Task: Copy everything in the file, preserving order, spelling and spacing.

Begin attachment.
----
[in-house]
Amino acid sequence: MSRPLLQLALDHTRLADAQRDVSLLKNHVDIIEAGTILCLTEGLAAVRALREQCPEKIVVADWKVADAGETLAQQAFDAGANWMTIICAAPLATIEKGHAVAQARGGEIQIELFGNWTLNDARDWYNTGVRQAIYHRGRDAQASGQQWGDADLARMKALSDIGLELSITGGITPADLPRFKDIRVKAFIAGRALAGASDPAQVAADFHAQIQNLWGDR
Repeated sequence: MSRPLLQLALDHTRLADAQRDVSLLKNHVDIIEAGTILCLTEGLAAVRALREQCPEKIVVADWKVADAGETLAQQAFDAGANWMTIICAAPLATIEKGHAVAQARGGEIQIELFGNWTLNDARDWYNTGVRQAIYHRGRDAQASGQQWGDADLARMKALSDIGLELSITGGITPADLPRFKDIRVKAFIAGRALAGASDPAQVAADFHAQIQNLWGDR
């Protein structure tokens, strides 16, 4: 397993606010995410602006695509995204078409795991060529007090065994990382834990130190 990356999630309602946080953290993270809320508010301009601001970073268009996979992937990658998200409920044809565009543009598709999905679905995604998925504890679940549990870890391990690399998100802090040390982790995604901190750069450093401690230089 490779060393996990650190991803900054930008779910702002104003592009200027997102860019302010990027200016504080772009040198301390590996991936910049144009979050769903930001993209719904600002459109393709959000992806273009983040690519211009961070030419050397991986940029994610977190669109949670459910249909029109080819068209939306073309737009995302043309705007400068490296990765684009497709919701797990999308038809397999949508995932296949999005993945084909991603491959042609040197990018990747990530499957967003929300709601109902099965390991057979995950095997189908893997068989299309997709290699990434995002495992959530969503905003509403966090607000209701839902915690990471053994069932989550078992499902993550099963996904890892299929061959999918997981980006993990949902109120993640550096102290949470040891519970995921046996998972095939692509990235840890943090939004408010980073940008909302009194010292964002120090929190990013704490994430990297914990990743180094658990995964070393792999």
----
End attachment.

[in-house]
Amino acid sequence: MSRPLLQLALDHTRLADAQRDVSLLKNHVDIIEAGTILCLTEGLAAVRALREQCPEKIVVADWKVADAGETLAQQAFDAGANWMTIICAAPLATIEKGHAVAQARGGEIQIELFGNWTLNDARDWYNTGVRQAIYHRGRDAQASGQQWGDADLARMKALSDIGLELSITGGITPADLPRFKDIRVKAFIAGRALAGASDPAQVAADFHAQIQNLWGDR
Repeated sequence: MSRPLLQLALDHTRLADAQRDVSLLKNHVDIIEAGTILCLTEGLAAVRALREQCPEKIVVADWKVADAGETLAQQAFDAGANWMTIICAAPLATIEKGHAVAQARGGEIQIELFGNWTLNDARDWYNTGVRQAIYHRGRDAQASGQQWGDADLARMKALSDIGLELSITGGITPADLPRFKDIRVKAFIAGRALAGASDPAQVAADFHAQIQNLWGDR
């Protein structure tokens, strides 16, 4: 397993606010995410602006695509995204078409795991060529007090065994990382834990130190 990356999630309602946080953290993270809320508010301009601001970073268009996979992937990658998200409920044809565009543009598709999905679905995604998925504890679940549990870890391990690399998100802090040390982790995604901190750069450093401690230089 490779060393996990650190991803900054930008779910702002104003592009200027997102860019302010990027200016504080772009040198301390590996991936910049144009979050769903930001993209719904600002459109393709959000992806273009983040690519211009961070030419050397991986940029994610977190669109949670459910249909029109080819068209939306073309737009995302043309705007400068490296990765684009497709919701797990999308038809397999949508995932296949999005993945084909991603491959042609040197990018990747990530499957967003929300709601109902099965390991057979995950095997189908893997068989299309997709290699990434995002495992959530969503905003509403966090607000209701839902915690990471053994069932989550078992499902993550099963996904890892299929061959999918997981980006993990949902109120993640550096102290949470040891519970995921046996998972095939692509990235840890943090939004408010980073940008909302009194010292964002120090929190990013704490994430990297914990990743180094658990995964070393792999």